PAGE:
• Jason

How would you feel about walking on?

Updated: Jul 22, 2020

This is a question that I heard a college coach ask an athlete this week and I think it's a great question for a variety of reasons. It's one of those questions where you can't just answer "yes or no" and you are forced into giving a "why" to really explain your answer. The question is partially about the answer, but it is probably more about how you come to your answer.

First I wanted to throw out some reasons a coach is going to ask this question:

  • This points to your financial situation when it comes to paying for college

  • Speaks into what your goals are AFTER you get to college; is getting a scholarship your end goal?

  • Are you willing/able to put in some money to be a part of a (their) program?

  • Do you want to be a part of a winning program?

  • Gives the coach an idea of your interest level in the school in general

  • It can tell them whether or not a scholarship is something you think you deserve vs something you are willing to earn

  • It gives the staff an idea of where your priorities are

  • How determined are you to meet your goals

Remember, your answer to the question is not quite as important as your explanation of that answer. In many ways it is a better worded question than, "Are you looking for a scholarship?" I think that every athlete would prefer and love to have a scholarship in the same way that every coach would love to have their entire team on a full-ride. Realistically though that isn't going to happen. It's certainly not a bad thing to want, need or be looking for scholarship opportunities; no coach is going to think less of an athlete for making a decision to have her education paid for. This notion of asking one question to get to an indirect answer is nothing new. It works significantly better than questions like, "Are you competitive?" or "Do you have good work ethic?" It's similar in many ways to me talking to families about asking specific questions vs general questions. Take these two questions for example:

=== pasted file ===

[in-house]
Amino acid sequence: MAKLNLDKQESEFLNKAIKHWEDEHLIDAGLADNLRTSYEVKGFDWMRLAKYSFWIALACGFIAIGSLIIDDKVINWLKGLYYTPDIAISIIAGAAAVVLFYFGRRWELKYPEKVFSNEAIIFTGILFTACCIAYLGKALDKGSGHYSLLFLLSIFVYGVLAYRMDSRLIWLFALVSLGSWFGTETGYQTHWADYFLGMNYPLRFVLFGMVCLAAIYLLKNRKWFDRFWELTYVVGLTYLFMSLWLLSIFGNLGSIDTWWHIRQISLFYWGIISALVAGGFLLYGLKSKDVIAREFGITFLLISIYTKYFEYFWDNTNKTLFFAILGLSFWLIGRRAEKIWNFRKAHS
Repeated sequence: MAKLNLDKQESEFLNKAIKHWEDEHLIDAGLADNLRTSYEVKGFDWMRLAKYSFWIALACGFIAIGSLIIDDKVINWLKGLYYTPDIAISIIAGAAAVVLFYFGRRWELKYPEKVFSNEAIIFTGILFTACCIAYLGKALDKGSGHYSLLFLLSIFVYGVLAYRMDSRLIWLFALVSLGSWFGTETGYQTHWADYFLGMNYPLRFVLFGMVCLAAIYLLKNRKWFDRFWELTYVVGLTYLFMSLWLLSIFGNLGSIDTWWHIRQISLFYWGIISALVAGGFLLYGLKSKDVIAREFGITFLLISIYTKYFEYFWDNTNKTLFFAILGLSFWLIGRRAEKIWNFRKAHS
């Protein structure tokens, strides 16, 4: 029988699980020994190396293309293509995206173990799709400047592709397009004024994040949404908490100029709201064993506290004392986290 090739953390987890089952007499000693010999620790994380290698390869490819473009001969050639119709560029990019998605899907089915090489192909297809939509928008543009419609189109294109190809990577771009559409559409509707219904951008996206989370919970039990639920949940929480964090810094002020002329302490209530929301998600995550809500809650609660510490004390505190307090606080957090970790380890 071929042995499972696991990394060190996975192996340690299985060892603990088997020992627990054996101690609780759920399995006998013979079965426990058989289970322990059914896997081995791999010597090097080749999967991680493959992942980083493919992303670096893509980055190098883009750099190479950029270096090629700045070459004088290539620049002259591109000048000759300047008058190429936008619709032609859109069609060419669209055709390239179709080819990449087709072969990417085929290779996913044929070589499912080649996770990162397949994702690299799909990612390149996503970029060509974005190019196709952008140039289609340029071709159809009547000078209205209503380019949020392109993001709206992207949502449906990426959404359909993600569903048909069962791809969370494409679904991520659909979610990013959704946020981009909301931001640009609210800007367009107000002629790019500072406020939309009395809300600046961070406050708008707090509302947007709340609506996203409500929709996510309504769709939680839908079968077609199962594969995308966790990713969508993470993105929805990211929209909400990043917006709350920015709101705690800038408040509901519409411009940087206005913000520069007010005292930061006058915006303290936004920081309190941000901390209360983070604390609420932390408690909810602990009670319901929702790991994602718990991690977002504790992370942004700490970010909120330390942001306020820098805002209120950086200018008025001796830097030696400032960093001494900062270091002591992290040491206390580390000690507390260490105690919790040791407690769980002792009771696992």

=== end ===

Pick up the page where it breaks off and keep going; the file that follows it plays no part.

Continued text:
What is your coaching philosophy? (General)

When you were an assistant at Oklahoma, what's one thing you took from that experience and wanted to implement into your own program? (Specific)

The specific question in this case is going to lead me to the same answer that I would get if I asked the general question, which is finding out about their coaching philosophy. But the specific question is going to give me way more insight into who the coach is as a person and what their goals and expectations are for their athletes and program.

These kinds of questions from college coaches can be thought of as loaded questions. Where they are trying to get to an answer, of course, but indirectly they are learning and finding out more about your personality and whether or not you would be a good fit for their program. It's certainly a great question to ask, in my opinion. It should be a question that athletes begin to think about and have an answer ready if/when asked.

Have any other great questions that might have stumped you or caught you off guard?? Share or send those to me and I can discuss them here on the blog, PRI Talk and in my videos!

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